Federal Excise Tax
The American beer industry contributes nearly $350 billion to our economy and supports 2.23 million American jobs. However, on average, more than 40 percent of what American beer drinkers pay for a beer goes toward federal, state and local taxes—from excise to consumption to sales taxes, as well as the normal business taxes. That makes taxes the most expensive ingredient in beer today.
Beer Institute Position
The Beer Institute has been working to find common ground to unite the brewing industry behind one federal excise tax relief bill. The Craft Beverage Modernization and Tax Reform Act of 2017 accomplishes this goal. The bill (S.236/H.R. 747) was introduced in the 115th Congress by Senators Ron Wyden (D-OR) and Roy Blunt (R-MO) and Representatives Erik Paulsen (R-MN) and Ron Kind (D-WI). The beer provisions of the bill provide fair, equitable and comprehensive reform of the federal excise tax for all brewers and beer importers. We support legislation that serves all beer drinkers, no matter what brand they choose. Beer tax reform must be comprehensive and should remove barriers to growth in the industry, encouraging capital and workforce investment through fair, equitable and comprehensive reform for all brewers and beer importers.
Notably, the Craft Beverage Modernization and Tax Reform Act:
- Reduces the federal excise tax to $3.50 per barrel on the first 60,000 barrels for domestic brewers producing fewer than 2 million barrels annually;
- Reduces the federal excise tax to $16 per barrel on the first 6 million barrels for all other brewers and all beer importers; and
- Keeps the excise tax at the current $18 per barrel rate for barrelage over 6 million.In addition to the excise tax adjustments offered in the bill.
The proposal also includes:
- A provision that seeks to streamline bookkeeping processes for small brewers and brew pubs;
- Language that allows for greater collaboration between unaffiliated brewers; and
- Verbiage that simplifies the TTB processes for bonding requirements and adding beer ingredients such as adjuncts.
The Craft Beverage Modernization and Tax Reform Act also reinforces the differences between beer and hard liquor by continuing to tax them differently. We know that beer and hard liquor are not made, served or consumed the same way, so there should be independent tax and regulatory standards. These are points the Beer Institute has made forcefully to lawmakers and regulators and will continue to make to them.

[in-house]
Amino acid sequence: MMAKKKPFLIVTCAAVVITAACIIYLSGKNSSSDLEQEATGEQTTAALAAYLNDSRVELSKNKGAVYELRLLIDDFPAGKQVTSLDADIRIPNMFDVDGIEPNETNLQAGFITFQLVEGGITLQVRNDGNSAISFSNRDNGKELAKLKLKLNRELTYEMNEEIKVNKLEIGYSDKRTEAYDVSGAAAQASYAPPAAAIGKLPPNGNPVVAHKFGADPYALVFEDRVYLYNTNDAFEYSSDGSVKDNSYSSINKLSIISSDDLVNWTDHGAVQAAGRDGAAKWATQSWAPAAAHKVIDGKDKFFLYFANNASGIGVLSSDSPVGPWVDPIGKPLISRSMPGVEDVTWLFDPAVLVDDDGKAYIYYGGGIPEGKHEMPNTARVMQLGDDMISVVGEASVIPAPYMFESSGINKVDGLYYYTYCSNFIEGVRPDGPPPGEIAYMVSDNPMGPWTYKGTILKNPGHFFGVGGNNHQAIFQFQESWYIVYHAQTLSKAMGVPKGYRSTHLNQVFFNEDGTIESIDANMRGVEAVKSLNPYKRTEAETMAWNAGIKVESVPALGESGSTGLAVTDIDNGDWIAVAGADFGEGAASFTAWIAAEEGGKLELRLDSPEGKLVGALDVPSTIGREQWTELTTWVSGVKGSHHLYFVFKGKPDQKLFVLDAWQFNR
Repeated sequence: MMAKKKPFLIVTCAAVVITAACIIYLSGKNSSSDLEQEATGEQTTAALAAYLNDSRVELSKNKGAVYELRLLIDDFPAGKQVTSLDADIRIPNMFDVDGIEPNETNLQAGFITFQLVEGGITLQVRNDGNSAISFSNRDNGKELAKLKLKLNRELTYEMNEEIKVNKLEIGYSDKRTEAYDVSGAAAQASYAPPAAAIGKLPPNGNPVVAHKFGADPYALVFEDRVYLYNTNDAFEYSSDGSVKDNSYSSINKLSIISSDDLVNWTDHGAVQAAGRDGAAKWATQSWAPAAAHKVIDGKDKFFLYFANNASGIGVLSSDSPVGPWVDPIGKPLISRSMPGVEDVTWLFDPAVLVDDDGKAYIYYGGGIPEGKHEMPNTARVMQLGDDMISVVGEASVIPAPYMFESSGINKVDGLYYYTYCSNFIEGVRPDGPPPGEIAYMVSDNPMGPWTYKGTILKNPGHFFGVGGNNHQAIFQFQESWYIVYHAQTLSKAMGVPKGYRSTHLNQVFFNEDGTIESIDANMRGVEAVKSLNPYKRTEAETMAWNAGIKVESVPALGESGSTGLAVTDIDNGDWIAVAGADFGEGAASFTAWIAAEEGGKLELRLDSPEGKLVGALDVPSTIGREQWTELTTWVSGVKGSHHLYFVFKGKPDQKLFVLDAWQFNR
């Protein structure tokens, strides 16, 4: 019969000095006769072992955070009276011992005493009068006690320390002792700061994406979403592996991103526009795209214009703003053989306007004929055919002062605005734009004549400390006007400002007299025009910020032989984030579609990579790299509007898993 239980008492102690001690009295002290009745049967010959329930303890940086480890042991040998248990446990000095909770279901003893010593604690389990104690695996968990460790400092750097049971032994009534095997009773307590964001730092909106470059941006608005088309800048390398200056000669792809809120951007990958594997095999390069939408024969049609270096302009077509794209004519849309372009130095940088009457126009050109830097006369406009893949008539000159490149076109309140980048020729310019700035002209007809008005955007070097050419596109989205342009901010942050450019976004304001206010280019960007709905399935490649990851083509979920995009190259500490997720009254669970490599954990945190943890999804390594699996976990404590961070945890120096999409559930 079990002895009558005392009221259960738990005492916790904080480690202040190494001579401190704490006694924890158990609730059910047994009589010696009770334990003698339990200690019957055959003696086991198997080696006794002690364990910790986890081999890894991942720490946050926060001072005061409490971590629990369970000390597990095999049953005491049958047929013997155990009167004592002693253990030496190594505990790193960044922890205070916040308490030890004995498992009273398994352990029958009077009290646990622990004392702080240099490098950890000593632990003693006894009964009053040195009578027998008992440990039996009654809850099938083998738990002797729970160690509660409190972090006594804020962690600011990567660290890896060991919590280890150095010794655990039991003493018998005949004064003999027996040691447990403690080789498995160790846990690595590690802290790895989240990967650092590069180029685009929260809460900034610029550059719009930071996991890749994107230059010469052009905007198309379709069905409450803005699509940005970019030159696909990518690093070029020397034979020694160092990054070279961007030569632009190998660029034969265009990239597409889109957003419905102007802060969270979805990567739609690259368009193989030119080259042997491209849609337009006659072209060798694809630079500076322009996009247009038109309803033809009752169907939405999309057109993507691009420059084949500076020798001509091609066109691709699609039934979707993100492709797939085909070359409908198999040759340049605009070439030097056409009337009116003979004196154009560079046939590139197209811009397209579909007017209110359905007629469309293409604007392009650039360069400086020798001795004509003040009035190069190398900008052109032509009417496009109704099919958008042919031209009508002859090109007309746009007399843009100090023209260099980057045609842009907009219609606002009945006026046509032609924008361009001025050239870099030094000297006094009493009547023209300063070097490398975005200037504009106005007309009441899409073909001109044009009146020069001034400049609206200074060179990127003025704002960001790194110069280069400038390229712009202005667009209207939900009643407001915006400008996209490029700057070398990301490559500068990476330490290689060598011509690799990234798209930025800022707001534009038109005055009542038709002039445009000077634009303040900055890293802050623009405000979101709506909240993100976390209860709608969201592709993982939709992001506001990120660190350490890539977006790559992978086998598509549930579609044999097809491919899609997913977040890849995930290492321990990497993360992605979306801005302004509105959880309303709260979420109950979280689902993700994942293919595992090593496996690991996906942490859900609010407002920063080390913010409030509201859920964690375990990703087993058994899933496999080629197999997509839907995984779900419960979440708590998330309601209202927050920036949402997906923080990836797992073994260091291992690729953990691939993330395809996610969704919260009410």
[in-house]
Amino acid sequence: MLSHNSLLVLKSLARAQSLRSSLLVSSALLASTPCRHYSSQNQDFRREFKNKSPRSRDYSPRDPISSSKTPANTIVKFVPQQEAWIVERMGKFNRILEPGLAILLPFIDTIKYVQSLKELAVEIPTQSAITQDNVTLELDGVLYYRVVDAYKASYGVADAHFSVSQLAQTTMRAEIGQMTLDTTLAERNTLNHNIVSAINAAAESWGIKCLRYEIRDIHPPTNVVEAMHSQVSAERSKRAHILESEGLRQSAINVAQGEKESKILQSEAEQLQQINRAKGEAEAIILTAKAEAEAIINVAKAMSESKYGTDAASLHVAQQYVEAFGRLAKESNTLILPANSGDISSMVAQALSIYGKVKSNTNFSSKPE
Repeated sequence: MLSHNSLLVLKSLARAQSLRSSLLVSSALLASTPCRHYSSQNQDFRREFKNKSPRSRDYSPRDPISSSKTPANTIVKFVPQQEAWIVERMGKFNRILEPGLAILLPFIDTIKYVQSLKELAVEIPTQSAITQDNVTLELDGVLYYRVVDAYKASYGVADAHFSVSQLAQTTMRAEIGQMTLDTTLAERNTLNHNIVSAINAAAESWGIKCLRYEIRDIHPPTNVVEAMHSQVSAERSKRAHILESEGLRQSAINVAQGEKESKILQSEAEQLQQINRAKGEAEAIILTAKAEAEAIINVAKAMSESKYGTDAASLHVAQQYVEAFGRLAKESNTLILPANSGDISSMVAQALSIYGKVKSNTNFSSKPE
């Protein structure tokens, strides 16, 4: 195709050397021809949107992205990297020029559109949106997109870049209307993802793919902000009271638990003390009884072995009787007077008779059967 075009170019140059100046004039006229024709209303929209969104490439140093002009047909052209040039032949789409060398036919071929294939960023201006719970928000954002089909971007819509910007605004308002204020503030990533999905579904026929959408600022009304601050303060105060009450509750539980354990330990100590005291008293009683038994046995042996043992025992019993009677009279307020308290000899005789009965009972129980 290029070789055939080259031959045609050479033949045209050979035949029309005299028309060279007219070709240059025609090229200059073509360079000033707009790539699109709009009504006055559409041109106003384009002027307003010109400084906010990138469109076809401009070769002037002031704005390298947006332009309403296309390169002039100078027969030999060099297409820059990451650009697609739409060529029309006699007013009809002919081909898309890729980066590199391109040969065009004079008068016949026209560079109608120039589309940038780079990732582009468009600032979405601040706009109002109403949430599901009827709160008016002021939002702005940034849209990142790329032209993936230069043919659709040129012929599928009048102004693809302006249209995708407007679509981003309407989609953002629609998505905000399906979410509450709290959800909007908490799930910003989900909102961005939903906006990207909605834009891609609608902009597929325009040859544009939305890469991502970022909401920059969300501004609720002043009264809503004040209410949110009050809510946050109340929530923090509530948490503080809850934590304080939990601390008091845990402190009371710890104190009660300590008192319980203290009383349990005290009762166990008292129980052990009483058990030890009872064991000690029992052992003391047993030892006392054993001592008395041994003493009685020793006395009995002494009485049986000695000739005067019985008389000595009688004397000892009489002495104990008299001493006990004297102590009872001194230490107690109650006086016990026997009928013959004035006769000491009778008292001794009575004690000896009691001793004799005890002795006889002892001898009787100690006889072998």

History of the Federal Excise Tax on Beer
Existing federal excise taxes on beer are set at a rate of $18/barrel for brewers of more than 2 million barrels (62 million gallons, or the equivalent of 110 million six-packs) and all beer importers. Since the late 1970s, growth in the small brewing sector has been encouraged by tax credits offered to brewers which produce less than 2 million barrels, cutting their excise tax rate to $7/barrel on the first 60,000 barrels and allowing them a far lower overall effective tax rate on all barrels up to 2 million.
Today there are more than 4,000 breweries in the United States. More than 90 percent of all federally-permitted brewers produce fewer than 7,143 barrels annually, meeting the definition of a small brewer set by the Alcohol and Tobacco Tax and Trade Bureau (TTB). Many of those small brewers are brewpubs, which are restaurants with brewing operations designed to sell locally. As an industry, we’re proud to do our part in keeping America great. But the truth is, we’re doing more than our fair share, shouldering a higher tax burden than just about every other consumer product. Research shows that the tax burden borne by beer drinkers is more than 68 percent higher than for the average purchase made in the U.S.
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